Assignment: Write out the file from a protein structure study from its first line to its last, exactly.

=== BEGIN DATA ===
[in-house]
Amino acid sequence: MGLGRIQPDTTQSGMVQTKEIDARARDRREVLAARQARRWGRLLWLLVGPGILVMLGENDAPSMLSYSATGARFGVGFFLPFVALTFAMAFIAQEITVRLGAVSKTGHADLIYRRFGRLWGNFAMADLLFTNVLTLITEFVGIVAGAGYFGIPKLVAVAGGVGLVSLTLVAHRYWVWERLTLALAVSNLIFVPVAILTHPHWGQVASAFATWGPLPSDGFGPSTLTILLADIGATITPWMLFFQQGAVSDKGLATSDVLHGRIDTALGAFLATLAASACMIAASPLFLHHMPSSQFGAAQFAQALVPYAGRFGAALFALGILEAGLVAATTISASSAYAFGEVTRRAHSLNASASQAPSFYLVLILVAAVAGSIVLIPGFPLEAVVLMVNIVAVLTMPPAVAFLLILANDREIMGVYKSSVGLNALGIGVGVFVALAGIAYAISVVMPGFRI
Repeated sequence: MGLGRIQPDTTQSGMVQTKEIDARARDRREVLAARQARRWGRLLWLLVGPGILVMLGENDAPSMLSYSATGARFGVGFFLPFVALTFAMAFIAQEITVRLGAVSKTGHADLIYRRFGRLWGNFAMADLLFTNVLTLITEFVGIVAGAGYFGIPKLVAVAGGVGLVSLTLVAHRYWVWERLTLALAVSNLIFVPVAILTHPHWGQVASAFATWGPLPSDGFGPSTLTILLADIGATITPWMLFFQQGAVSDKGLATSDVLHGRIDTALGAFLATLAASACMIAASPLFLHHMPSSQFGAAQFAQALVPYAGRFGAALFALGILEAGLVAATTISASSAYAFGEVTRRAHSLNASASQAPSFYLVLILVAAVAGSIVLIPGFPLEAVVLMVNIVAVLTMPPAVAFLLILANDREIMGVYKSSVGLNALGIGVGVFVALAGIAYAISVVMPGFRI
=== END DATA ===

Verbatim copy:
[in-house]
Amino acid sequence: MGLGRIQPDTTQSGMVQTKEIDARARDRREVLAARQARRWGRLLWLLVGPGILVMLGENDAPSMLSYSATGARFGVGFFLPFVALTFAMAFIAQEITVRLGAVSKTGHADLIYRRFGRLWGNFAMADLLFTNVLTLITEFVGIVAGAGYFGIPKLVAVAGGVGLVSLTLVAHRYWVWERLTLALAVSNLIFVPVAILTHPHWGQVASAFATWGPLPSDGFGPSTLTILLADIGATITPWMLFFQQGAVSDKGLATSDVLHGRIDTALGAFLATLAASACMIAASPLFLHHMPSSQFGAAQFAQALVPYAGRFGAALFALGILEAGLVAATTISASSAYAFGEVTRRAHSLNASASQAPSFYLVLILVAAVAGSIVLIPGFPLEAVVLMVNIVAVLTMPPAVAFLLILANDREIMGVYKSSVGLNALGIGVGVFVALAGIAYAISVVMPGFRI
Repeated sequence: MGLGRIQPDTTQSGMVQTKEIDARARDRREVLAARQARRWGRLLWLLVGPGILVMLGENDAPSMLSYSATGARFGVGFFLPFVALTFAMAFIAQEITVRLGAVSKTGHADLIYRRFGRLWGNFAMADLLFTNVLTLITEFVGIVAGAGYFGIPKLVAVAGGVGLVSLTLVAHRYWVWERLTLALAVSNLIFVPVAILTHPHWGQVASAFATWGPLPSDGFGPSTLTILLADIGATITPWMLFFQQGAVSDKGLATSDVLHGRIDTALGAFLATLAASACMIAASPLFLHHMPSSQFGAAQFAQALVPYAGRFGAALFALGILEAGLVAATTISASSAYAFGEVTRRAHSLNASASQAPSFYLVLILVAAVAGSIVLIPGFPLEAVVLMVNIVAVLTMPPAVAFLLILANDREIMGVYKSSVGLNALGIGVGVFVALAGIAYAISVVMPGFRI